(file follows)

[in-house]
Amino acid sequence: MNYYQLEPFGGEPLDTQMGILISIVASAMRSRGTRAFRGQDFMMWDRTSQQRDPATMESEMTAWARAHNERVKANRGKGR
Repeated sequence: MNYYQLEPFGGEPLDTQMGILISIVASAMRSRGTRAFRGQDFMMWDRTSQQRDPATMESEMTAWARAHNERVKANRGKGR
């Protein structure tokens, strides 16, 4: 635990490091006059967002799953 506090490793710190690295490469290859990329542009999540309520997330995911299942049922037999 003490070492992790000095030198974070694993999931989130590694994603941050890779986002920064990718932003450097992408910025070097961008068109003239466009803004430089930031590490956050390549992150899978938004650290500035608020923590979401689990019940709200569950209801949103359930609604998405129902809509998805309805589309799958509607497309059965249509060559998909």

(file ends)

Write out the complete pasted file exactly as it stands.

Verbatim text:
[in-house]
Amino acid sequence: MNYYQLEPFGGEPLDTQMGILISIVASAMRSRGTRAFRGQDFMMWDRTSQQRDPATMESEMTAWARAHNERVKANRGKGR
Repeated sequence: MNYYQLEPFGGEPLDTQMGILISIVASAMRSRGTRAFRGQDFMMWDRTSQQRDPATMESEMTAWARAHNERVKANRGKGR
């Protein structure tokens, strides 16, 4: 635990490091006059967002799953 506090490793710190690295490469290859990329542009999540309520997330995911299942049922037999 003490070492992790000095030198974070694993999931989130590694994603941050890779986002920064990718932003450097992408910025070097961008068109003239466009803004430089930031590490956050390549992150899978938004650290500035608020923590979401689990019940709200569950209801949103359930609604998405129902809509998805309805589309799958509607497309059965249509060559998909």